There are ton of things a true conference road-warrior needs in their bag, if they are to survive out there in time-lag conference venue land. So here’s a few tips on how to get fit.
1. Haz your own wifi!
First, get your own wifi via 3G. It doesn’t matter if you tether, get a personal hotspot or use 3G on your phone, you need it. Where people once brought a laptop to a conference, they now bring a laptop, a phone and an iPad, and most venues have not worked this out yet. Let’s assume you carry your own DVI to RGB converter, an audio line and a VGA cable. Look after these things, most of the fails are not about the computer or the projector, they are due to crap cables that result in frantic waggling buy young men in block polo-shirts. Tag your stuff, spend a few bucks on a plastic key-fob and then use thing electrician ties to fasten it to your stuff. Make sure you put your mobile and your social-media contacts on it, that way when you leave it behind, they can give it you back. Those mini-dv to RGBs are expensive and easy to forget after a presentation.
2. Make it easy to give yourself away
Get a QR code made up to a web-page that bounces everyone to your webbyness spaces. You can use something like LiveBinders for this. Regardless of what you are presenting – know this, you are dealing with a pack who want resources! – you can’t win anyone over with rhetoric. They want stuff, in fact there is a special breed of conference goer, who will not even bother to listen to your set, they roll in, swipe the resources and freebies, like teenagers raiding the pantry after the weekly shopping. So make sure you have something – a reward for them listening, something that you have not previously handed out online, but keep it online, so that in your LiveBinder they can grab it. Get yourself a large luggage tag, the encapsulated type, a nice durable one. Put your QR code inside and you can fix it to the inevitable conference lanyard, so people and scan it as they talk to you. It’s a great way of kicking off a conversation, and stops you looking for paper and a pen.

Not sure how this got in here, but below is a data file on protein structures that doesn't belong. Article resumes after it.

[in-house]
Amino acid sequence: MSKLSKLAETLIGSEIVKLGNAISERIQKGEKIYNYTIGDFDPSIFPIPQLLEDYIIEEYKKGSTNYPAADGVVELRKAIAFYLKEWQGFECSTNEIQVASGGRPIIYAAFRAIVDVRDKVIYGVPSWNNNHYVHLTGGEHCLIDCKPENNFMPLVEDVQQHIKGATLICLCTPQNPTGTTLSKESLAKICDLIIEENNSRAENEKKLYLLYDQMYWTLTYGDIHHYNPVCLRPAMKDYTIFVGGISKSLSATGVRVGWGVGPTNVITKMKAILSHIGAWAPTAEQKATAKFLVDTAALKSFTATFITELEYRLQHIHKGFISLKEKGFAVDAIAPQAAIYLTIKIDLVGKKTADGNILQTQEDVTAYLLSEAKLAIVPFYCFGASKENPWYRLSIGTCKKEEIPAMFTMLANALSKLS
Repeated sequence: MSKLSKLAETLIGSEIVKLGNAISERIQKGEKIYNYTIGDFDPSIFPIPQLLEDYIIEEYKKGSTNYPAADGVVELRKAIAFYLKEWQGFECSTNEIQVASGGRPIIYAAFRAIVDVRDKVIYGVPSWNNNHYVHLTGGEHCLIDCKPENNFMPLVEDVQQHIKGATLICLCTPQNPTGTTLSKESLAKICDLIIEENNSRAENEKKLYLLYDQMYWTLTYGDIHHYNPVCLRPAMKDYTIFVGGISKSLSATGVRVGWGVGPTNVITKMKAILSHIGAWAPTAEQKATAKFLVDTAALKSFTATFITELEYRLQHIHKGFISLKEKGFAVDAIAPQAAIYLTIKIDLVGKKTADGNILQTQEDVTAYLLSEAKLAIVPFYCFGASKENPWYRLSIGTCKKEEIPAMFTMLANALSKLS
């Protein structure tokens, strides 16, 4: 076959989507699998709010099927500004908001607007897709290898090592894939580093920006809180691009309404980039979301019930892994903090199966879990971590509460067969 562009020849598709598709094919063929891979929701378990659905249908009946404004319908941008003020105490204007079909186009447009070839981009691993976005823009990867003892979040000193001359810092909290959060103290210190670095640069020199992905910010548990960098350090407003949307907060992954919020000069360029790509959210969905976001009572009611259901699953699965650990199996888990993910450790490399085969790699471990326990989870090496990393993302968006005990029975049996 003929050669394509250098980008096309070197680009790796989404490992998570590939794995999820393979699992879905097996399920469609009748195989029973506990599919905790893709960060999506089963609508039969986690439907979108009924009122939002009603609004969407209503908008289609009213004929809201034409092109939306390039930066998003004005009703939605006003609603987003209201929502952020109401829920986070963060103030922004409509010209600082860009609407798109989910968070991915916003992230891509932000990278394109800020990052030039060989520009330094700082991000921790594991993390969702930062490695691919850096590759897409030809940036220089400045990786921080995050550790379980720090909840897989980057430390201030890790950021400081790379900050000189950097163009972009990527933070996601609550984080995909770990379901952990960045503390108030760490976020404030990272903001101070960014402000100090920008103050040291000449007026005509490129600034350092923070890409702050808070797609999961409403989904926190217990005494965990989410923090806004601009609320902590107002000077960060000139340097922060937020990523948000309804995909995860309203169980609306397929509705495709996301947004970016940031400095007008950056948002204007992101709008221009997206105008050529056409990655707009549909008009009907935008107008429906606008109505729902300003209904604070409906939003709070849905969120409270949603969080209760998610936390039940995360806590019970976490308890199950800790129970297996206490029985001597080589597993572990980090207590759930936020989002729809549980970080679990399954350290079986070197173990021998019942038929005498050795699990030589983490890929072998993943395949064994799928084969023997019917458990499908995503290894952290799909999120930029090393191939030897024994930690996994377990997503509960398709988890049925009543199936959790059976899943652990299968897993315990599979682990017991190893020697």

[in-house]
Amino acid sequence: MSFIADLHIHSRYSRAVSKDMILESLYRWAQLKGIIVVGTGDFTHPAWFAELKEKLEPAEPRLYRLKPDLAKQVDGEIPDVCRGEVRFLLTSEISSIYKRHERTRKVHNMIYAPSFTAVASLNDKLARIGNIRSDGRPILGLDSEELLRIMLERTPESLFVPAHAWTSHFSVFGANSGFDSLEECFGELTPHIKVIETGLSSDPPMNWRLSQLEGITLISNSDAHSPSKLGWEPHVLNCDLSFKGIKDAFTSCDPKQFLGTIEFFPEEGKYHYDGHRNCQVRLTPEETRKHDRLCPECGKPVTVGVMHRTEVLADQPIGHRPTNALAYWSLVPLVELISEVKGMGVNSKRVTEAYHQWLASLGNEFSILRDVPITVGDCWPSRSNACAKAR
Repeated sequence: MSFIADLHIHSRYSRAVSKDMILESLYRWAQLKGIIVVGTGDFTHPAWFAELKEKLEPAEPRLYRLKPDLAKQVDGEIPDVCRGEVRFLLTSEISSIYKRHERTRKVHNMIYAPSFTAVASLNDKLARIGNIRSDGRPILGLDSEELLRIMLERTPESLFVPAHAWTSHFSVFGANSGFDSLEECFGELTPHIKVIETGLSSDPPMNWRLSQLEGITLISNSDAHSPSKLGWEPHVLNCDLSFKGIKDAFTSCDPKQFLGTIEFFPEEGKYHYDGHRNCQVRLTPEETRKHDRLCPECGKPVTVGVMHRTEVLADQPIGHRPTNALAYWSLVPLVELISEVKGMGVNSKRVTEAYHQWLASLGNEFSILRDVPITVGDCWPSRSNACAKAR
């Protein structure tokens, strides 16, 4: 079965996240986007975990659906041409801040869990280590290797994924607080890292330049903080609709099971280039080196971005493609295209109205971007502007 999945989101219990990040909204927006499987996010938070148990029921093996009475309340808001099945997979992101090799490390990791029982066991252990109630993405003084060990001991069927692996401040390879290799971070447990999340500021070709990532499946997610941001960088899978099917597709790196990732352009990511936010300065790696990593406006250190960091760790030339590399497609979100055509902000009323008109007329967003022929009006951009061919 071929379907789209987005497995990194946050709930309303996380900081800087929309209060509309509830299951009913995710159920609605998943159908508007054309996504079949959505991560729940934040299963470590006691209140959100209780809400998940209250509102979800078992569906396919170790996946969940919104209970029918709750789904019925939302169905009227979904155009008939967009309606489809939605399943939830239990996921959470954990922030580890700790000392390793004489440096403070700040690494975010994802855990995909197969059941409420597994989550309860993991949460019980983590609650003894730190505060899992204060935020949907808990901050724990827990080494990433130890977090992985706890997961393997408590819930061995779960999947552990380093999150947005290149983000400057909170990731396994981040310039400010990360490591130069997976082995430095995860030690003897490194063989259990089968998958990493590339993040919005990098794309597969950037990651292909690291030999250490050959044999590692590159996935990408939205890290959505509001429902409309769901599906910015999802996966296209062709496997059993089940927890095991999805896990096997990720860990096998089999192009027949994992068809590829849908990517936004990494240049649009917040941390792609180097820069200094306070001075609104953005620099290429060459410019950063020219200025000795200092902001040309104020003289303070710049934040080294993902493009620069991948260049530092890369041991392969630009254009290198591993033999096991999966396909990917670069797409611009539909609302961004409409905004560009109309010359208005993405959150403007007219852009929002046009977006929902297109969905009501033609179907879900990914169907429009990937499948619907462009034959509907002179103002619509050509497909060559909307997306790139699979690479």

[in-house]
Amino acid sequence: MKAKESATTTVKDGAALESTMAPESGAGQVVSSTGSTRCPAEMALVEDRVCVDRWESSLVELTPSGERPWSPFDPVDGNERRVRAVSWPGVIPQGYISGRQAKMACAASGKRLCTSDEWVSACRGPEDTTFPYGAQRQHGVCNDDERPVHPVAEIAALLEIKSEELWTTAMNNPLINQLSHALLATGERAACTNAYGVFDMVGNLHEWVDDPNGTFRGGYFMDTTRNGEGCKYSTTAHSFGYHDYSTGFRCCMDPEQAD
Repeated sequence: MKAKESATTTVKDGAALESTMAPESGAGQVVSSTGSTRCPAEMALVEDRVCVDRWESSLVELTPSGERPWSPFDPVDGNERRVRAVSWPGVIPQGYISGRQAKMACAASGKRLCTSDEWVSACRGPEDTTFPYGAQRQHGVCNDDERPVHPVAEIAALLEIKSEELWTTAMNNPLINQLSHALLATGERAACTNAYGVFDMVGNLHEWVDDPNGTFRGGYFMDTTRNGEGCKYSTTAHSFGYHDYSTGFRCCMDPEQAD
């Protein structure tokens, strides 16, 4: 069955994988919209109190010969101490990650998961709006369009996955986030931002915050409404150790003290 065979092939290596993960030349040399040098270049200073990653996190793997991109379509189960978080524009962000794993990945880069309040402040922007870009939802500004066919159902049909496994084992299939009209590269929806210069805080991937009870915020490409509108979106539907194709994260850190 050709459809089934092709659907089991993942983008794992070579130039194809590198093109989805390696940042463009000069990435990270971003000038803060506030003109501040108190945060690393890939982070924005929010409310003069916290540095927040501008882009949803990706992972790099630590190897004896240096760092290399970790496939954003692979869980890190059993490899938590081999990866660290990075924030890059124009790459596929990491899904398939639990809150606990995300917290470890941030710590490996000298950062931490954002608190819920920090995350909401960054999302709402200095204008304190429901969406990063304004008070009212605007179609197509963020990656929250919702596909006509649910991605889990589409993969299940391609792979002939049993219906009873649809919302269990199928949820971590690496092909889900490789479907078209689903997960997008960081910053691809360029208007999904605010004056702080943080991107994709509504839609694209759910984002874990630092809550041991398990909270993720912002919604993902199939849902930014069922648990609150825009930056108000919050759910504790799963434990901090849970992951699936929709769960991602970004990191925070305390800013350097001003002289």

3. Have a ready to go back-channel
Consistently, I find that only a small percentage of teachers at ‘system driven’ conferences have Twitter. Most people spend less than 2 hours a week online in an effort to learn about technology. I know this because I poll the audience. So in your kit bag, use Today’s Meet, as it’s fast, simple and doesn’t require any sign-in or commitment to get onto social-networks. Prime it with a brief overview of why your talk matters and links to your own blog. Don’t hand out the presentation at the start! Figure out what your driving question is to the audience and ask them to reply to it on Todays Meet. Something that will take 2 minutes tops. Next create a poll, using something like poll-anywhere, so that even if they don’t want to write anything, they can give a response. I often ask about time online, simply as it gives me an instant view of who I’m talking to, and therefore what I’ll talk about. There is no point in talking about the need to spend 200 hours learning something, if your audience says they have 2, which actually means 1. At the end of your set, ask for feedback – and again allow them to use Todays Meet or a poll. It’s a handy way of finding out what you’re not so good at.
4. Play with new tools to present with
It often strikes me that those who talk about the ‘future’ have the most primitive delivery skills. PowerPoint, with pictures of games is still PowerPoint. Powerpoint talking about change, isn’t change. It falls to those that lecture to at least attempt new ways of doing it – as often their message is about ‘new’ yet presented in a rather conventional way. Perhaps use an iPad, try out AirPlay to connect an AppleTV (which you can hook to the projector) and stream to it, or you go iPad to VGA and use Scribblar or other to turn your iPad into something more interesting. There are so many new ways of presenting and making things interactive, yet often a keynote is little more than 30 slides of rhetoric.
5. Accept that the audience are not great at active listening
“If I always do what I’ve always done, I’ll always get what I’ve always gotten.” – Eric Hoffer
Research reported by Ralph Nichols, distinguished communication professor at the University of Minnesota, reports that listening is a learned skill. His research findings indicate that most people forget fifty percent of what is said in the first two minutes, and twenty-five percent after eight minutes, and can retain the rest of the information only for about a month. To retain more information participants need to use active listening skills, try to anticipate where the presenters’ lecture is going and get an opportunity to interact with the material. We retain only 10-25% of what we hear after a thirty –day period. The lower the interaction the lower the retention. This is part of the ‘change’ problem, the way we attempt to persuade is simply not effective. In an audience distracted by Twitter and the excitement of connecting with people at a conference, our brains are processing all sorts of ideas and intentions for the day. This is slightly different to a University lecture, where people are engaged in a routine that lasts months, not a single day. So, rather than quote references to evidence (something many people don’t bother to do), include the full paper or report in your Live Binder. This allows people to find it more easily.